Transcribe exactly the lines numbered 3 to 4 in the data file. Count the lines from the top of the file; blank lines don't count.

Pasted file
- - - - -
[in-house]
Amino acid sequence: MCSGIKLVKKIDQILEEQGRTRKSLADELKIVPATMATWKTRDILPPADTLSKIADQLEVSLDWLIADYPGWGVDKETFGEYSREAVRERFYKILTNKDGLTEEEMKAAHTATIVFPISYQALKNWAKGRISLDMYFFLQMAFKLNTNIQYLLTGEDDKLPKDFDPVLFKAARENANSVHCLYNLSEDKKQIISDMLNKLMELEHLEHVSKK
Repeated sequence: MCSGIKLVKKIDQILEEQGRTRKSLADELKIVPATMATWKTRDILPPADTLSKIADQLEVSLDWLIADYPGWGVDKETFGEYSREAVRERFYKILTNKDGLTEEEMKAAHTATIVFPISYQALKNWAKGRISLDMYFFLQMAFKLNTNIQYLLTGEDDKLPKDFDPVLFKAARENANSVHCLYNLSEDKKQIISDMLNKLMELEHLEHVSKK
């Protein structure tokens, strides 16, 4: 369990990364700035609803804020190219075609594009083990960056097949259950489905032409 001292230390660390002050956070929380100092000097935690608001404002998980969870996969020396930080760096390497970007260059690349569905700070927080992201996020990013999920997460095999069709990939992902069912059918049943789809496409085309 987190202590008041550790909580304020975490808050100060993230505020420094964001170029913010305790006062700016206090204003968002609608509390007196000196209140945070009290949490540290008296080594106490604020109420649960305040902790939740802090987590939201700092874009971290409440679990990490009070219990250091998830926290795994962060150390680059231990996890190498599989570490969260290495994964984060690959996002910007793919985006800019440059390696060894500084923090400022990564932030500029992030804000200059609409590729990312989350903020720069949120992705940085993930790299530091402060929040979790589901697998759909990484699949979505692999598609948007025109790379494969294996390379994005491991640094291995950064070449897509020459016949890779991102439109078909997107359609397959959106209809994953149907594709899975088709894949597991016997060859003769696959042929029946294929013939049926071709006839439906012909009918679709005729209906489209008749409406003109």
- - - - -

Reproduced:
Repeated sequence: MCSGIKLVKKIDQILEEQGRTRKSLADELKIVPATMATWKTRDILPPADTLSKIADQLEVSLDWLIADYPGWGVDKETFGEYSREAVRERFYKILTNKDGLTEEEMKAAHTATIVFPISYQALKNWAKGRISLDMYFFLQMAFKLNTNIQYLLTGEDDKLPKDFDPVLFKAARENANSVHCLYNLSEDKKQIISDMLNKLMELEHLEHVSKK
């Protein structure tokens, strides 16, 4: 369990990364700035609803804020190219075609594009083990960056097949259950489905032409 001292230390660390002050956070929380100092000097935690608001404002998980969870996969020396930080760096390497970007260059690349569905700070927080992201996020990013999920997460095999069709990939992902069912059918049943789809496409085309 987190202590008041550790909580304020975490808050100060993230505020420094964001170029913010305790006062700016206090204003968002609608509390007196000196209140945070009290949490540290008296080594106490604020109420649960305040902790939740802090987590939201700092874009971290409440679990990490009070219990250091998830926290795994962060150390680059231990996890190498599989570490969260290495994964984060690959996002910007793919985006800019440059390696060894500084923090400022990564932030500029992030804000200059609409590729990312989350903020720069949120992705940085993930790299530091402060929040979790589901697998759909990484699949979505692999598609948007025109790379494969294996390379994005491991640094291995950064070449897509020459016949890779991102439109078909997107359609397959959106209809994953149907594709899975088709894949597991016997060859003769696959042929029946294929013939049926071709006839439906012909009918679709005729209906489209008749409406003109």